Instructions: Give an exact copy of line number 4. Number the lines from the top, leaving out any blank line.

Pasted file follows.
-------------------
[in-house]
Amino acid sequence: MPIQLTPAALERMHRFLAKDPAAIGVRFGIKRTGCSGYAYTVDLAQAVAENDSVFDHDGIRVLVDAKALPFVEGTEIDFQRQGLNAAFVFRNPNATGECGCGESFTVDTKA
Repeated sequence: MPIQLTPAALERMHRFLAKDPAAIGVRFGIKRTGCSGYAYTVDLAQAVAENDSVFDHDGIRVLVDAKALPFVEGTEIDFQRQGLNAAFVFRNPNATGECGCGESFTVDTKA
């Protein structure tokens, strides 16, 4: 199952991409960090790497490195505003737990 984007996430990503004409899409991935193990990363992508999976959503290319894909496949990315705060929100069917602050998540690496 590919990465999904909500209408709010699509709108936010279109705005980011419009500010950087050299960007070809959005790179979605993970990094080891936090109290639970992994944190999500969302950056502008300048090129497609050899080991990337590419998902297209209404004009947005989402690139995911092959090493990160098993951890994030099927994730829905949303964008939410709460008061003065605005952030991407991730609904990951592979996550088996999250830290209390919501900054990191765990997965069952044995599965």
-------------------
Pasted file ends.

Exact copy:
């Protein structure tokens, strides 16, 4: 199952991409960090790497490195505003737990 984007996430990503004409899409991935193990990363992508999976959503290319894909496949990315705060929100069917602050998540690496 590919990465999904909500209408709010699509709108936010279109705005980011419009500010950087050299960007070809959005790179979605993970990094080891936090109290639970992994944190999500969302950056502008300048090129497609050899080991990337590419998902297209209404004009947005989402690139995911092959090493990160098993951890994030099927994730829905949303964008939410709460008061003065605005952030991407991730609904990951592979996550088996999250830290209390919501900054990191765990997965069952044995599965």